In the spring of 2006, I came close to signing on as a faculty member of Washington University at St. Louis. Thus, I could have been a member of this student's PHD committee. So, permit me to offer him some comments.
His causal story is pretty clear. If gas prices were $5 a gallon, we would walk to the local store and walk to the bus or metro stop rather than driving everywhere. Extra exercise would burn more calories and we would get thin.
Charles Courtemanche estimates an enormous effect. If this was reported correctly, an increase in U.S gas prices to equal Italy's would help us to shrink by 30% in weight!
I have some questions for Charles;
1. Given that most poor people don't have cars and that poor people are gaining the most weight, how does his theory explain this fact?
2. Can he test for heterogeneous treatment effects? For example, do young people (age 20-30) lose the most weight when the price of gasoline goes up?
3. Glaeser, Shapiro and Cutler have argued that "easier access" to calories such as 7-11 stores and french fries is why we are gaining weight. They argue that the time price of accessing such tasty fattening calories has fallen over time. One complementary story that would meld Charles' work with the Glaeser et. al. work is that people make fewer "fun" trips to fast food stops when the price of gas is higher. Is this correct?
weight gain = intake - calories burned off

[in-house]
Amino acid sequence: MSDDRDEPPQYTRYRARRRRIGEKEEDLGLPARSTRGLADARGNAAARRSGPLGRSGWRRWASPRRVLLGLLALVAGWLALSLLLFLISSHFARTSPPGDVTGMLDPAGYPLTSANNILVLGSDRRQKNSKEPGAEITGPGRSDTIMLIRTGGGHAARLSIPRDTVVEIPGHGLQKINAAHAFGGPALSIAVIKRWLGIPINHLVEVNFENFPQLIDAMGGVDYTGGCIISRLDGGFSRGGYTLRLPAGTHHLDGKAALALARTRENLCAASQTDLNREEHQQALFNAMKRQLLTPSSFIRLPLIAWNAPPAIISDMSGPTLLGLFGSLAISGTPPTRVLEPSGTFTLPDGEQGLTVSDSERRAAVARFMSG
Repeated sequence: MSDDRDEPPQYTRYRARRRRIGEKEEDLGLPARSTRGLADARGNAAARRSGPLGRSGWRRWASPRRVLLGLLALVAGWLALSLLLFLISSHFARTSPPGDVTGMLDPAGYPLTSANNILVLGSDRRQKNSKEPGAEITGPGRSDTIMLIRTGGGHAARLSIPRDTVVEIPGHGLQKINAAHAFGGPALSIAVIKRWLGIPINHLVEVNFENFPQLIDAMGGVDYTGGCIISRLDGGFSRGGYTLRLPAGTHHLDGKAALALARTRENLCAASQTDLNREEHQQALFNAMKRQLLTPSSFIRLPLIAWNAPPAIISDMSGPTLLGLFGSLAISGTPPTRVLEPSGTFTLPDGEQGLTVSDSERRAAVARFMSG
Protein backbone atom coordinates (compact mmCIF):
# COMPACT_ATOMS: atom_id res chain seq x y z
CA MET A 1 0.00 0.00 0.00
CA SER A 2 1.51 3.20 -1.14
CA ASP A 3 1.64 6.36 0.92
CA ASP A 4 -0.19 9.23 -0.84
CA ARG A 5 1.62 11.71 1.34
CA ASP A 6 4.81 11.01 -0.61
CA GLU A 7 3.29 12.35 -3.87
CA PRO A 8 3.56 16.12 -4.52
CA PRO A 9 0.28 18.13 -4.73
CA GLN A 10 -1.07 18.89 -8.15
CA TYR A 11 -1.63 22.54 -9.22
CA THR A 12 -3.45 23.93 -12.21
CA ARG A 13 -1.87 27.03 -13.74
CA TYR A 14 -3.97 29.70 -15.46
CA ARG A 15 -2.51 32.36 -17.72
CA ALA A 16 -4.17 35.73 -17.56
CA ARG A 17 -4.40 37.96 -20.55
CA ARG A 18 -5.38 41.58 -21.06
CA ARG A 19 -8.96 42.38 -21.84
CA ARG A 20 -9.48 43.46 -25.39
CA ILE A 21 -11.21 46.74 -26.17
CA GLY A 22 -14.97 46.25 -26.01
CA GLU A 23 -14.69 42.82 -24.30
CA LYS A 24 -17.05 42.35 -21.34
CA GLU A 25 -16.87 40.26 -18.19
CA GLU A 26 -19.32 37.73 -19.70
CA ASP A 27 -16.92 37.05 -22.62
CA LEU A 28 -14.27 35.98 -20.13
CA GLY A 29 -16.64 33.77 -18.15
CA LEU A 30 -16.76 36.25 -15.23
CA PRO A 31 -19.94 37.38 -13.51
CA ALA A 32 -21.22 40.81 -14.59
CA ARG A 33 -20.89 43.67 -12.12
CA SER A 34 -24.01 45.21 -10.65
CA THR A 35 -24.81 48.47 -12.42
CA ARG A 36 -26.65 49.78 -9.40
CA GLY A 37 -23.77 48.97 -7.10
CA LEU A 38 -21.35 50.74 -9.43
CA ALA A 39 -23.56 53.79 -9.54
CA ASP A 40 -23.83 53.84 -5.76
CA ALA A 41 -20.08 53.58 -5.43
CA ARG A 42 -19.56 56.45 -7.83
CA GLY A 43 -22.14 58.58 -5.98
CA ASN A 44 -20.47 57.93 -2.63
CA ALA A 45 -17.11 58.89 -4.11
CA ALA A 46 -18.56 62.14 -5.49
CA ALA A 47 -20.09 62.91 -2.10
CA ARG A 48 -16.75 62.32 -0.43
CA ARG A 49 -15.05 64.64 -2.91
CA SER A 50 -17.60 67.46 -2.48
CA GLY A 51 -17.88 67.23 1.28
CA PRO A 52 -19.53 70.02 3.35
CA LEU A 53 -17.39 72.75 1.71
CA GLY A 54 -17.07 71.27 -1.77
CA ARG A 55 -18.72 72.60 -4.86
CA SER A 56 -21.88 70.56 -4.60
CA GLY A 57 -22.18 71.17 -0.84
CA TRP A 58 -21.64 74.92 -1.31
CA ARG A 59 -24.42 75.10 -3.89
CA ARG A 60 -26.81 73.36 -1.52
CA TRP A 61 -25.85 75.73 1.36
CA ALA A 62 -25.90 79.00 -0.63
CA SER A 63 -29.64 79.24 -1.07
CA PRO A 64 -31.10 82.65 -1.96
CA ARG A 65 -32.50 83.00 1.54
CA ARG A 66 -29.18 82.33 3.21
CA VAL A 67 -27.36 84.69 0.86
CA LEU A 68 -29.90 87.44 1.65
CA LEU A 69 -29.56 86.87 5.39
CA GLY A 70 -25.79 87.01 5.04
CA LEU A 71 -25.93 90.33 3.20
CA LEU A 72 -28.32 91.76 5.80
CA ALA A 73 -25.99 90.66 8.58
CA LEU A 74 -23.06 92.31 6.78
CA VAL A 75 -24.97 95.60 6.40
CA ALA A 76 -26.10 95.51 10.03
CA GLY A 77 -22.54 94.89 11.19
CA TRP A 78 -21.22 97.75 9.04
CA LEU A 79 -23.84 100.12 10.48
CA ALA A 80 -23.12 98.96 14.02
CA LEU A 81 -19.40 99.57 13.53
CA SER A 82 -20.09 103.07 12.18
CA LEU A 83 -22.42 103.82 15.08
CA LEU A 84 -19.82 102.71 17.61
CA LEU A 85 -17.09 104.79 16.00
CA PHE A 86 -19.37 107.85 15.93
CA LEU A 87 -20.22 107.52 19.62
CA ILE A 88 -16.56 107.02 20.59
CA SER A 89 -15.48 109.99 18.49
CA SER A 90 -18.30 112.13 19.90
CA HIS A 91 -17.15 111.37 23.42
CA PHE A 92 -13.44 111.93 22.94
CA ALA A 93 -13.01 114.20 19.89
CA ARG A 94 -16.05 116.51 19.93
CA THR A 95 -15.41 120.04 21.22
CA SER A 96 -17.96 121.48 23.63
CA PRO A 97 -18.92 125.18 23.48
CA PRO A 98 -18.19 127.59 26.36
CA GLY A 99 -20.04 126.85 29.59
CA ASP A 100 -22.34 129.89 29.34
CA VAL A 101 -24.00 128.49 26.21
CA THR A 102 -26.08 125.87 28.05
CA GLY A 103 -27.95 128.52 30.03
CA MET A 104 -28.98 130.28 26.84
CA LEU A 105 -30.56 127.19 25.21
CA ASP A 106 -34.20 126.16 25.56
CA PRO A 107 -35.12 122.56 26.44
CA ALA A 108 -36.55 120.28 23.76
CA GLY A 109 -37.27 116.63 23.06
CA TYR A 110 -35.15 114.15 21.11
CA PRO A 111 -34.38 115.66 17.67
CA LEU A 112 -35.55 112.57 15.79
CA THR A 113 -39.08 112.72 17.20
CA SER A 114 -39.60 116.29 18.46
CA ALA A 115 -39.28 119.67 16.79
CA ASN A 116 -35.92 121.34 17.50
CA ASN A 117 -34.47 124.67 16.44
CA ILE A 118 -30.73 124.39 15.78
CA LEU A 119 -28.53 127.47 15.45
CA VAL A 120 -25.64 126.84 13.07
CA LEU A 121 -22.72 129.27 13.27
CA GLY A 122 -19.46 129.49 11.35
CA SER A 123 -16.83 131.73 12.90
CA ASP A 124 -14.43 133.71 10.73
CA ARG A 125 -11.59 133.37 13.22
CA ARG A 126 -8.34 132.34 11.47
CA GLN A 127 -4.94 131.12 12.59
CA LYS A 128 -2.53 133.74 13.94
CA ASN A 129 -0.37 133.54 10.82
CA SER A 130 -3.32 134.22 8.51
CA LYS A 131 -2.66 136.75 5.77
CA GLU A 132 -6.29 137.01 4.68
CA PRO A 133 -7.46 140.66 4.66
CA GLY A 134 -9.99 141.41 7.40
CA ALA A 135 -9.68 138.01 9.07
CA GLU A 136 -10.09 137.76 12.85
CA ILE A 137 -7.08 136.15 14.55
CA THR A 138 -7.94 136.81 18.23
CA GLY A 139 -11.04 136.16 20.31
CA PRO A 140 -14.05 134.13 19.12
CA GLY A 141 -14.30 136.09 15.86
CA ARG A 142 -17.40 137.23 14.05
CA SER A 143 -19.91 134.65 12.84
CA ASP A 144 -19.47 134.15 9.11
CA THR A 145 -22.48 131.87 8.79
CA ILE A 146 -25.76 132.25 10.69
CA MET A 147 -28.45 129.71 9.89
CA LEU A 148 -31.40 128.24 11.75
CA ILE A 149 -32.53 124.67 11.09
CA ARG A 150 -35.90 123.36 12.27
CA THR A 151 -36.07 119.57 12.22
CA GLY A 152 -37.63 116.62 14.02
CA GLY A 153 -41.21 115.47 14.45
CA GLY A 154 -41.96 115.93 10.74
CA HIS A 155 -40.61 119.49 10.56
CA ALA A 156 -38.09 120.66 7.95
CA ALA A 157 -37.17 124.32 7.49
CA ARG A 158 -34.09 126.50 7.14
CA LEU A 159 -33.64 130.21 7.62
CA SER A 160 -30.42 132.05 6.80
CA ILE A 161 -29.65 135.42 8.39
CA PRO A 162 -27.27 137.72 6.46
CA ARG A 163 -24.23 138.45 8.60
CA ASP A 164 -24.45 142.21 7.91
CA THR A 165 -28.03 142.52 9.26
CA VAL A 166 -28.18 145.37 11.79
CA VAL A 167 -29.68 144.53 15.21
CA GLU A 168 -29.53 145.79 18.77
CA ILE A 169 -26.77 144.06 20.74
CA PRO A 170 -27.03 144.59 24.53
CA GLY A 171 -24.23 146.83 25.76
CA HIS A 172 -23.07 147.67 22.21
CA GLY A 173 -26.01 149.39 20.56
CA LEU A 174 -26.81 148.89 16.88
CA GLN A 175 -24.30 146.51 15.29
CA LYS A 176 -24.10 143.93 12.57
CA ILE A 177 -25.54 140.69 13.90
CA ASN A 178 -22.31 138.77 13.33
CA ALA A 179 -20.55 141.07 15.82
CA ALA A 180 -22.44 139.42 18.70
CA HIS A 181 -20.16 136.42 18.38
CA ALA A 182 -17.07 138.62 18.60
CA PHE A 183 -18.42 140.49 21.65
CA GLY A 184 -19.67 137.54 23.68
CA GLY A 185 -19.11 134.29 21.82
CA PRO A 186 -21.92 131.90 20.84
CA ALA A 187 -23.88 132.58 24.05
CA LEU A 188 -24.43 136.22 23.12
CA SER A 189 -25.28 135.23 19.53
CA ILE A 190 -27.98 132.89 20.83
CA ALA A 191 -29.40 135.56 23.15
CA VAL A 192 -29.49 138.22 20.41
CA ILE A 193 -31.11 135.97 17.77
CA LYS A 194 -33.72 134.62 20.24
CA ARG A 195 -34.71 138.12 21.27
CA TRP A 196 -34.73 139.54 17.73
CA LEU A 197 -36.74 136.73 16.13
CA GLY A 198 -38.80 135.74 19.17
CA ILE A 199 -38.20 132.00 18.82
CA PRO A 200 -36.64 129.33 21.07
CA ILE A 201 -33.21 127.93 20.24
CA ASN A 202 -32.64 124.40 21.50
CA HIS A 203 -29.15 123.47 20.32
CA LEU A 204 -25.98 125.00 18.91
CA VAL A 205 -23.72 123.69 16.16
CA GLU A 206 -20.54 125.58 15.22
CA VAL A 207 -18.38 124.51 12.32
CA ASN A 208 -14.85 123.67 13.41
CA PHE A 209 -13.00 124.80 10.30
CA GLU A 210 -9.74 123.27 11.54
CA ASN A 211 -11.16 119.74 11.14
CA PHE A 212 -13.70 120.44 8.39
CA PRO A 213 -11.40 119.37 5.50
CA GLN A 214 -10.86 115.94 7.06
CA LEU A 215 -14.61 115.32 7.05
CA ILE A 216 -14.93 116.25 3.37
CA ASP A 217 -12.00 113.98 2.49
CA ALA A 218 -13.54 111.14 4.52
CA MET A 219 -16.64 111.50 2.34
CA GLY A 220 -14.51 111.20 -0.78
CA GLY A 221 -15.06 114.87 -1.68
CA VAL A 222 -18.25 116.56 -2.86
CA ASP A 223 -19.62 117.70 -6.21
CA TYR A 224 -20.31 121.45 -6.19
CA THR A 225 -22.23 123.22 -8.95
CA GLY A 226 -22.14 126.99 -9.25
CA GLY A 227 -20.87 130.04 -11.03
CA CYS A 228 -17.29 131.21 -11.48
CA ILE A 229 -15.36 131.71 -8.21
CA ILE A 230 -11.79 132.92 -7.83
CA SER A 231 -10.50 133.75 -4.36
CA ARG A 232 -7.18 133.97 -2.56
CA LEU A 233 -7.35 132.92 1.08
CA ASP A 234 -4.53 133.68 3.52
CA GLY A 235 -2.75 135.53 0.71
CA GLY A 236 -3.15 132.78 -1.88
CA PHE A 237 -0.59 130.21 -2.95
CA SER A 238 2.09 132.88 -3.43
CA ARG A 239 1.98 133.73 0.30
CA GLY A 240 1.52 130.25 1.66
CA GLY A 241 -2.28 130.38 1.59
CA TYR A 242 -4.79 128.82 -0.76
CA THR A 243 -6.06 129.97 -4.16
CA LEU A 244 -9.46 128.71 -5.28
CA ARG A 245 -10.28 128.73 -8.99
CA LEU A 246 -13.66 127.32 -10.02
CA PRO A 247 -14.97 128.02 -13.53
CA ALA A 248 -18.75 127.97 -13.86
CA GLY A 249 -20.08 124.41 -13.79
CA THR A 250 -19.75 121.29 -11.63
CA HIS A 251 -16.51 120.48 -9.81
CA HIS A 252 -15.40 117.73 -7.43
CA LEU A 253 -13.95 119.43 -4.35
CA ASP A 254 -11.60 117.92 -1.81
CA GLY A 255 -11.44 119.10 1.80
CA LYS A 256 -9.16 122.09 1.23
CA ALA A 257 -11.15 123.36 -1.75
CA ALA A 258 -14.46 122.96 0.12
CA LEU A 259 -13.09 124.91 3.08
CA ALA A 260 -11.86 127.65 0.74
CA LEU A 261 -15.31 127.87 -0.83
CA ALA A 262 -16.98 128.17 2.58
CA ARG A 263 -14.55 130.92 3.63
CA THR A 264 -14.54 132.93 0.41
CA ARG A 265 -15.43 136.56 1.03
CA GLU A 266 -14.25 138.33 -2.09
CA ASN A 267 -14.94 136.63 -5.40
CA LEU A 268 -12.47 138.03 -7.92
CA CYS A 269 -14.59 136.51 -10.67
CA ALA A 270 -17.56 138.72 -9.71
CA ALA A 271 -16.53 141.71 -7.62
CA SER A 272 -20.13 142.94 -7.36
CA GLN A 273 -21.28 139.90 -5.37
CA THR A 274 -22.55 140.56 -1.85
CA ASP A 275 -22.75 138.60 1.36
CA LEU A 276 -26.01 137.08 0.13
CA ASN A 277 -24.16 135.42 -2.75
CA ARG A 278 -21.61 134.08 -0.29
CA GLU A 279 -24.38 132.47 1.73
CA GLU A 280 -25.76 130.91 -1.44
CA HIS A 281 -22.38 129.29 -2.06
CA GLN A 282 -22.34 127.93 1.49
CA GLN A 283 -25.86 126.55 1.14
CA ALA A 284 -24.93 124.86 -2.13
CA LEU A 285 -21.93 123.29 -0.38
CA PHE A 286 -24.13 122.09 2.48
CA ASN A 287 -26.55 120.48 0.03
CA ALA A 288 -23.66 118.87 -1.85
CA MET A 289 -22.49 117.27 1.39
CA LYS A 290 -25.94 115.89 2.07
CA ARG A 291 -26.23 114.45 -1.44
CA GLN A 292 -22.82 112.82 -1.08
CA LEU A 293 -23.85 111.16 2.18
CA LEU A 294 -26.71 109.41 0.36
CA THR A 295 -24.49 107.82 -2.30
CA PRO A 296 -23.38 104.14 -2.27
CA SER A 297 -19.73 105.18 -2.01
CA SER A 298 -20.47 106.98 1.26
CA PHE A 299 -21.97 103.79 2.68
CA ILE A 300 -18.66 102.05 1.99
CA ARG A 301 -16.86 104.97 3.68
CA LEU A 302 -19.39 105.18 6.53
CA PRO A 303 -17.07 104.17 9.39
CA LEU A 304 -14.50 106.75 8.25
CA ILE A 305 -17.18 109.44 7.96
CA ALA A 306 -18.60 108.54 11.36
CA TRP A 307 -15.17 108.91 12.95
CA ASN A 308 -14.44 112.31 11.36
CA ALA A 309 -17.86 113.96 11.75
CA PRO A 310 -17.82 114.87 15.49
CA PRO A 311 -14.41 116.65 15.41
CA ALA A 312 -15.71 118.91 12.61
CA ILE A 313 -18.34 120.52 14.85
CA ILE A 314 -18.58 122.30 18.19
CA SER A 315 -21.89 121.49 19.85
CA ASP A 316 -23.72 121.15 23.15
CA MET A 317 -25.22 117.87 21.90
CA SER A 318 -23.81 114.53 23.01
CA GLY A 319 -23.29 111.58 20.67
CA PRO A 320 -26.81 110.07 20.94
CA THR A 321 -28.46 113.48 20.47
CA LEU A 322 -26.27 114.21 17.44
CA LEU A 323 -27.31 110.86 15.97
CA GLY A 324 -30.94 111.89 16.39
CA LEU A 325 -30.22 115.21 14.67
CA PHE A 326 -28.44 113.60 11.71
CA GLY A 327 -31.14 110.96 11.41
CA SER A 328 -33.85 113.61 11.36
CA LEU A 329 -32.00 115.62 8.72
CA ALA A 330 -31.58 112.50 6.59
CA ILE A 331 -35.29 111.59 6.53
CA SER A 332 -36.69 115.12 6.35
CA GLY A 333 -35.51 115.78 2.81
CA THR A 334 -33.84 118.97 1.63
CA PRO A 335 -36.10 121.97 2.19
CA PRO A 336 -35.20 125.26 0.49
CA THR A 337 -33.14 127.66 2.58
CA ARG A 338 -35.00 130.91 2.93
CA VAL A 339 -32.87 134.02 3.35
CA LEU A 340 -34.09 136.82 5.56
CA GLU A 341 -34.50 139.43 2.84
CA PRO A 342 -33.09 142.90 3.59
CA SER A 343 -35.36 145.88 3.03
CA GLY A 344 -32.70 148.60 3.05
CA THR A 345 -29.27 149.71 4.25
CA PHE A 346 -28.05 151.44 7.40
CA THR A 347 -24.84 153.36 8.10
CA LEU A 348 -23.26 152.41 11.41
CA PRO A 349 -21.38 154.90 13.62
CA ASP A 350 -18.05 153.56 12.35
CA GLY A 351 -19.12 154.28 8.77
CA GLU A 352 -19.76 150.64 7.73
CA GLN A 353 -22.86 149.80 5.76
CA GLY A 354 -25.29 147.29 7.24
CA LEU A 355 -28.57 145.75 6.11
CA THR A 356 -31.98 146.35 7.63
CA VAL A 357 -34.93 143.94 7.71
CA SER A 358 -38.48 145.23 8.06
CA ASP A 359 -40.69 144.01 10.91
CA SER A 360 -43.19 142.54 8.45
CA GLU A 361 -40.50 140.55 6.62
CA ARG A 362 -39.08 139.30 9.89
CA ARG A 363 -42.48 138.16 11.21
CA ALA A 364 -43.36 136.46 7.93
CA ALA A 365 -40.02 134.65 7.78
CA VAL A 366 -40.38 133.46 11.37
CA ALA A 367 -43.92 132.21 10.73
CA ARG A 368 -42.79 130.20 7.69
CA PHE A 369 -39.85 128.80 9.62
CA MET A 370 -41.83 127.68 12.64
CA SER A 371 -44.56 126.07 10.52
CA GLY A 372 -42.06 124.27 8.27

my point is that the rising price of gas could reduce intake as well as increase the burn off and I'd like to see both quantified.
4. Is Charles sure that people exercise more when the price of gasoline is higher? This would require time diaries and micro data to test this interesting claim?
5. Has he explored cross-country data; consider a simple regression of;
BMI in nation j = constant + b1*% smoke + b2*Price of gasoline + U
6. To Charles' credit, this is a nice question and not all young economists have their work written up in Yahoo!
Higher gasoline price seen trimming down Americans
Tue Sep 11, 4:43 PM ET
Higher U.S. gasoline prices may slim more than just wallets, according to a new study from Washington University in St. Louis.
Entitled "A Silver Lining? The Connection between Gas Prices and Obesity," the study found that an additional $1 per gallon in real gasoline prices would reduce U.S. obesity by 15 percent after five years.
The report, written by Charles Courtemanche for his doctoral dissertation in health economics, found that the 13 percent rise in obesity between 1979 and 2004 can be attributed to falling pump prices.
Gasoline hit a low of less than $1.50 per gallon in 2000 before moving back to a record high of $3.22 in May 2007.
Higher gasoline prices can reduce obesity by leading people to walk or cycle instead of drive and eat leaner at home instead of rich food at restaurants.
Courtemanche said he became interested in the link after rising gasoline prices made him think about eschewing his car for public transport.
"I was pumping gas one day, thinking with gas prices so high I may have to take the Metro," he said, referring to the public transportation system serving the St. Louis area.
Courtemanche said he figured he would get an extra 30 minutes of exercise per day by walking to and from the Metro station.
Obesity, defined as having a body mass index greater than 30, has been considered to factor in as many as 112,000 deaths annually.
U.S. health costs related to obesity are estimated at $117 billion per year as studies sponsored by the U.S. government have linked it with high blood pressure, diabetes, heart disease and stroke.